The blog series is expanding! No doubt soley inspired by now running the magnificent @ADC_JC, @davidking83 has taken up the challenge of exploring a critical appraisal nugget/thorn in response to an appraisal session.
You too could be part of our team – tweet @ADC_BMJ or find us on Facebook to get in touch – but for now, let’s settle back, imaging the warm smell of pastries and coffee, switch off our pagers and enter the Journal Club…
We were recently discussing a paper in my local journal club at Sheffield Children’s hospital,which was a double-blind randomised controlled trial (RCT) examining the effect of pulse oximetry on the admission rate of infants with mild or moderate bronchiolitis. This is a fascinating paper and well worth a read if you have not already. Essentially, it showed that in infants with mild to moderate bronchiolitis, clinicians are less likely to admit children if their oxygen saturations are artificially raised by 3%.
However, one of the points raised from the journal club was the possible effect of selection bias on the results of the trial. The authors state that the parents of a large number of eligible infants refused to take part and this may have introduced selection bias.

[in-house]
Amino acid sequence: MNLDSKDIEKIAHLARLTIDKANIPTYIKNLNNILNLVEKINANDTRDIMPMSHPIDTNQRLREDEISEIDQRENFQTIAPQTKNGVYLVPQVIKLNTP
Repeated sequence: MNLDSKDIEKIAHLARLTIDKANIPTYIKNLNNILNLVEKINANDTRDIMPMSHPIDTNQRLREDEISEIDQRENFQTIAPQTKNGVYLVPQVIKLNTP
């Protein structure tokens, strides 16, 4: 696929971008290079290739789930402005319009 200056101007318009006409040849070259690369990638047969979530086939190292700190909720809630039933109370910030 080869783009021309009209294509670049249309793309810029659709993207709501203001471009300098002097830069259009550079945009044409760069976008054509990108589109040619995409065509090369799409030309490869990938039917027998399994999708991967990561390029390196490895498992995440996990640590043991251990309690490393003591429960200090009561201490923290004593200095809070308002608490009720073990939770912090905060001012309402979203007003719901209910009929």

The question was raised as to if this made the study less valid.
Part of the problem here, is exactly what is meant by selection bias. It’s mainly used to describe the selection of patients to receive a therapy – so in the context of an RCT, preferentially allocating patients with similar prognostic factors to the same arm of the clinical trial. This would result in a treatment appearing more or less effective than it actually is. In the trial mentioned above, an example of this type of selection bias would be deliberately allocating more babies with mild rather than moderate respiratory distress to the group with falsely elevated oxygen saturations.
True randomisation, followed by good allocation concealment, by definition, should not allow this to occur. A properly double-blind RCT will have and this type of selection bias should therefore be eliminated in a double-blind RCT. However, there is a subtype of selection bias, known as ‘sampling bias’ which could create problems. To stick with this paper, hypothetically it could be that the study was only performed in infants with oxygen saturations of >95%, mild respiratory distress and in families with non-smokers as these were the people most likely to agree to take part in the research study*. This would make the results less generalisable to your own population but otherwise it does not affect the validity of the results.
In summary, providing randomisation and blinding has occurred properly in a double-blind RCT most types of selection bias should not be a problem. However, sampling bias and therefore whether the results are generalisable to your own population, is something of which you need to be wary.
* the study population was actually much more representative of patients with mild to moderate bronchiolitis than in this example